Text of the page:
Division für Biochemische Pharmakologie

Pharmacological modulation of the Innate Immune response


Our research interests focus in understanding the human innate immune response in inflammatory diseases, in particular phagocytes activity and signaling processes involved. Based on this knowledge we intend to develop novel substances that may be specifically applied in the modulation of the immune activity (stimulation or down-regulation).

The innate immune system plays a crucial role not only in fighting infections, but also in many other diseases and medical conditions including cancer. Toll-like receptors (TLRs) are main components of this system. They recognise different molecular patterns in pathogens and also some host derived ligands resulting from tissue damage and their contribution to several inflammatory processes and in sepsis is well recognized. Thus, the discovery of substances with modulatory activity of the TLR signalling may have important implications in the therapy of a broad spectrum of pathologies (e.g. rheumatoid arthritis and cancer).


Group members



Dr. Sandra Santos Sierra, Ass. Prof. (Chemist)

e-mail: sandra.santos@i-med.ac.at

phone: + 43 5129003 70451



Dorothea Malecek, Bachelor Thesis (Mol. Med.)

Alexander Moser, Diploma Thesis (Physician)

Sandra Renk, Diploma Thesis (Physician)

Ramona Bruckner, Master Thesis (Biologist)


Collaborations (alphabetical)

Prof. S. Ebner (MUI, Innsbruck), Dr. J. Fuchs (LFU, Innsbruck), Prof. P. Henneke (CCI, Freiburg), Dr. P. Hörtnagl (MUI, Innsbruck), Prof. F Lagler (PMU, Salzburg), Prof. K. Liedl (LFU, Innsbruck), Dr. G. Wietzorrek (MUI), Prof. Wolber (FUB, Berlin)



Surface Plasmon Resonance, microscopy, immunoprecipitation assays, phagocytosis, ELISAs, luciferase assays, etc.



Involved in the Molecular Medicine programs and the PhD programs “Regulation of Gene Expression” and “SPIN-Signal processing in Neurons

Recent publications:

Enhanced immunostimulatory activity of in silico discovered agonists of Toll-like receptor 2 (TLR2).
Murgueitio MS, Ebner S, Hörtnagl P, Rakers C, Bruckner R, Henneke P, Wolber G, Santos-Sierra S.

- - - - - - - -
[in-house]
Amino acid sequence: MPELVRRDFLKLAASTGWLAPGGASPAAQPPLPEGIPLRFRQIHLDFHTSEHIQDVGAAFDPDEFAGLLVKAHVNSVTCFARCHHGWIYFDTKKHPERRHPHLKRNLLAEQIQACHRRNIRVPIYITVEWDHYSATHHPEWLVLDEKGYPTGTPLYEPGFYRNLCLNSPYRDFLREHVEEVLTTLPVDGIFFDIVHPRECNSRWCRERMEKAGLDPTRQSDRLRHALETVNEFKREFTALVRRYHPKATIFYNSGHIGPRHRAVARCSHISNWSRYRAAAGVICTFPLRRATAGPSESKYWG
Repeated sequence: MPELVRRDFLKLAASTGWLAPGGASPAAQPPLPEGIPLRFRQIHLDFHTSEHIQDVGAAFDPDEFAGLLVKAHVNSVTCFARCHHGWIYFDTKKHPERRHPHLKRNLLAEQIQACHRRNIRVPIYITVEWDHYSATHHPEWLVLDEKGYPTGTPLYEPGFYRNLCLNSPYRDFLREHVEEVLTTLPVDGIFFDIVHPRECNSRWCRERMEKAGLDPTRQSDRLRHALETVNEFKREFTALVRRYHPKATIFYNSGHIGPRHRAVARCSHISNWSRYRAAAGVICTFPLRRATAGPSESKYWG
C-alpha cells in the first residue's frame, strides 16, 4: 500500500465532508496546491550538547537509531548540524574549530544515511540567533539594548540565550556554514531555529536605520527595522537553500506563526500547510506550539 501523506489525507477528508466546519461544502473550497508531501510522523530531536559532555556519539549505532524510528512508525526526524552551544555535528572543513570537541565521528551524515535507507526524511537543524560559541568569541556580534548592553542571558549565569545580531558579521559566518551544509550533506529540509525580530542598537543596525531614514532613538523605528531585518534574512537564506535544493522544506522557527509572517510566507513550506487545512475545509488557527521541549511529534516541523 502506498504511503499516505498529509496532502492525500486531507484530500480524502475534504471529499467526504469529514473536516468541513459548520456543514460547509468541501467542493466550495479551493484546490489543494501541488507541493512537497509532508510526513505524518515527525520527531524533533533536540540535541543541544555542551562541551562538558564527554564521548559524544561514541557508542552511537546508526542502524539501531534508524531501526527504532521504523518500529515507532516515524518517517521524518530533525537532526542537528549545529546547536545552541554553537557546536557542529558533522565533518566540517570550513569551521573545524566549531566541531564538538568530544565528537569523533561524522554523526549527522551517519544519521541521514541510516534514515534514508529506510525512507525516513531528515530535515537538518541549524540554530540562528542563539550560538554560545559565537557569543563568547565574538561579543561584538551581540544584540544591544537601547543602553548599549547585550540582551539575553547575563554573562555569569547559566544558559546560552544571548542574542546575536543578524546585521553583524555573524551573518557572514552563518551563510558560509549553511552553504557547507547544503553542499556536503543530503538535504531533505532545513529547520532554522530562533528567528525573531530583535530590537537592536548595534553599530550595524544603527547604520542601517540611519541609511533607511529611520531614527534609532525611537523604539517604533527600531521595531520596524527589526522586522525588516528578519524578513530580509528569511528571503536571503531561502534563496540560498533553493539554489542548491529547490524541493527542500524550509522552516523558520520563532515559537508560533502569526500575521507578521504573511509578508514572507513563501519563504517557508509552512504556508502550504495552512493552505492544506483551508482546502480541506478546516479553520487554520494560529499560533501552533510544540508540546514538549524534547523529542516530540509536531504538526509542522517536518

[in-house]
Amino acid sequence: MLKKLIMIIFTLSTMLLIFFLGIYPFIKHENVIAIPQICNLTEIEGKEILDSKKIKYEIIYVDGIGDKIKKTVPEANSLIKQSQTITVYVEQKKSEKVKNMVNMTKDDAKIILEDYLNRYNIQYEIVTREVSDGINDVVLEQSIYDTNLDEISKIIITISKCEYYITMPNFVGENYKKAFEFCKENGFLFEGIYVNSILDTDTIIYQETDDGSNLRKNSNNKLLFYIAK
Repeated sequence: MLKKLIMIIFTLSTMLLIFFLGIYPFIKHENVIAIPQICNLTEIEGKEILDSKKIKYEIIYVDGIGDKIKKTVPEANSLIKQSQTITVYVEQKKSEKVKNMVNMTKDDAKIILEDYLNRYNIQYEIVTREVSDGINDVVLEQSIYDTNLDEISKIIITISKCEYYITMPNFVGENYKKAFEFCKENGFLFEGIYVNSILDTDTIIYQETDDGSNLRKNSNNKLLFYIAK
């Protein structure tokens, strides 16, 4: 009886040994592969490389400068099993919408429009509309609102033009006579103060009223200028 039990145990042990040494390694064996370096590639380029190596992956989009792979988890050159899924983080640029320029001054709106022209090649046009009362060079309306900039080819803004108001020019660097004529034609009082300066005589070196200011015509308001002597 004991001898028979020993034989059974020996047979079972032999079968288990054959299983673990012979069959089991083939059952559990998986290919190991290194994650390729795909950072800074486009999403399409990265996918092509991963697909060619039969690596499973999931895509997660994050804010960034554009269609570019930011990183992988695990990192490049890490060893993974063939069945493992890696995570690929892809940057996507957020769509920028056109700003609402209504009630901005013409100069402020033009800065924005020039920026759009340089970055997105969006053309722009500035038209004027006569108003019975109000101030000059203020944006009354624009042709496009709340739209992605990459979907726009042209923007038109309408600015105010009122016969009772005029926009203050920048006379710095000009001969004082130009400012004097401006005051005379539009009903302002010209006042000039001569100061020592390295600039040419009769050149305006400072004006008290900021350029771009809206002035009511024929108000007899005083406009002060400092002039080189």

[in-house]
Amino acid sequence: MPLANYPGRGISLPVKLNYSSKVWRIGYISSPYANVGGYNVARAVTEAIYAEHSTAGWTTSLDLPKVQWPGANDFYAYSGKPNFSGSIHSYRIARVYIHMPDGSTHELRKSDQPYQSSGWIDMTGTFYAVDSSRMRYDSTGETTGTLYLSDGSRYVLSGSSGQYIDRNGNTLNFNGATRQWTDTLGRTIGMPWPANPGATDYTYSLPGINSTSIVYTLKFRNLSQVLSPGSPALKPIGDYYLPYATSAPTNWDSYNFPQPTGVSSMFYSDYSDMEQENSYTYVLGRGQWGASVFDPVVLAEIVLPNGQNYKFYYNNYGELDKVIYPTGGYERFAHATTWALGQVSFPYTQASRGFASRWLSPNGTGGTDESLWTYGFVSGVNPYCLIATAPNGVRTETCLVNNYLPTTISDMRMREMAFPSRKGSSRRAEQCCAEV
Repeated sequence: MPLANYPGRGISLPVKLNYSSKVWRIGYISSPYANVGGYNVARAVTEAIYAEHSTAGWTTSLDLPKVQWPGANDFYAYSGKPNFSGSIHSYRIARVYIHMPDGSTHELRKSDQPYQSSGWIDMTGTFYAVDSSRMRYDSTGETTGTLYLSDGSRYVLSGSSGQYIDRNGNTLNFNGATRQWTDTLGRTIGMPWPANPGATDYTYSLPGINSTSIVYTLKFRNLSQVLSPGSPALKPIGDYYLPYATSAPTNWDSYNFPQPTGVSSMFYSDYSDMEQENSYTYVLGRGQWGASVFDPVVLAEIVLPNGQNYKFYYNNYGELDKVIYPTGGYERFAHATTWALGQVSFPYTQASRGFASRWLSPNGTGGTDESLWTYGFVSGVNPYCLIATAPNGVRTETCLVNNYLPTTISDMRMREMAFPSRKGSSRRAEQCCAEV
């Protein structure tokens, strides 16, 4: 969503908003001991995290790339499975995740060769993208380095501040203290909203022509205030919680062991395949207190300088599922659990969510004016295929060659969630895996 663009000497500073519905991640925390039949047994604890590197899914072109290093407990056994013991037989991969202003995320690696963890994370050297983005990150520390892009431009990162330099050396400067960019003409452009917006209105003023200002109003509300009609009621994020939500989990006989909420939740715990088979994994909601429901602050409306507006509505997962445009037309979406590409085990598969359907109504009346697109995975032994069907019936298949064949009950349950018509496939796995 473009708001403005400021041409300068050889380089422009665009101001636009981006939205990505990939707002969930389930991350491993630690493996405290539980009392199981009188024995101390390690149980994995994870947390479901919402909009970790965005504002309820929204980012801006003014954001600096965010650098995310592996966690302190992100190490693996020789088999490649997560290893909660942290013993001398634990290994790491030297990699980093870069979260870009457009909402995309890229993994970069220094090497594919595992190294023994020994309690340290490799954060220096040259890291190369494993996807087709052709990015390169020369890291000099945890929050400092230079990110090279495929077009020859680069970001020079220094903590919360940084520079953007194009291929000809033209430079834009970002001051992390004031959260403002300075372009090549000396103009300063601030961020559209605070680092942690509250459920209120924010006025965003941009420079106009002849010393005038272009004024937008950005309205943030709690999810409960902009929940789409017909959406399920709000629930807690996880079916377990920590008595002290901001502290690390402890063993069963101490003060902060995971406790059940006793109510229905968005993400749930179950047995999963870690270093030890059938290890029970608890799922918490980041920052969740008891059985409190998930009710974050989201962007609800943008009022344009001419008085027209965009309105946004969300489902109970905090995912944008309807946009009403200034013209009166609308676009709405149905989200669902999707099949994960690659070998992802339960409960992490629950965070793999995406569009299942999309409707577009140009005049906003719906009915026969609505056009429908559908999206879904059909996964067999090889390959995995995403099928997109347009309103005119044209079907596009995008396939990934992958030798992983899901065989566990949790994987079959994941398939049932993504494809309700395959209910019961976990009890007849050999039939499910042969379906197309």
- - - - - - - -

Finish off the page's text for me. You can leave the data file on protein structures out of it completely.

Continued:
Biochim Biophys Acta. 2017 Jul 19.

Prospective virtual screening in a sparse data scenario: design of small-molecule TLR2 antagonists.
Murgueitio MS, Henneke P, Glossmann H, Santos-Sierra S*, Wolber G*
ChemMedChem. 2014

Insulin modulates the inflammatory granulocyte response to streptococci via phosphatidylinositol 3-kinase.
Kenzel S, Mergen M, von Süßkind-Schwendi J, Wennekamp J, Deshmukh SD, Haeffner M, Triantafyllopoulou A, Fuchs S, Farmand S, Santos-Sierra S, Seufert J, van den Berg TK, Kuijpers TW, Henneke P.
J Immunol. 2012

Novel pharmacological chaperones that correct phenylketonuria in mice.  
Santos-Sierra S
, Kirchmair J, Perna AM, Reiss D, Kemter K, Röschinger W, Glossmann H, Gersting SW, Muntau AC, Wolber G, Lagler FB.
Hum Mol Genet. 2012

Mal connects TLR2 to PI3Kinase activation and phagocyte polarization.
Santos-Sierra S, Deshmukh SD, Kalnitski J, Küenzi P, Wymann MP, Golenbock DT, Henneke P.
EMBO J. 2009

Role of p38 and early growth response factor 1 in the macrophage response to group B streptococcus.
Kenzel S, Santos-Sierra S, Deshmukh SD, Moeller I, Ergin B, Fitzgerald KA, Lien E, Akira S, Golenbock DT, Henneke P.
Infect Immun. 2009

Lipoproteins are critical TLR2 activating toxins in group B streptococcal sepsis.
Henneke P, Dramsi S, Mancuso G, Chraibi K, Pellegrini E, Theilacker C, Hübner J, Santos-Sierra S, Teti G, Golenbock DT, Poyart C, Trieu-Cuot P.
J Immunol. 2008.


Funding support:

Austrian Science Fund (FWF), EKFS

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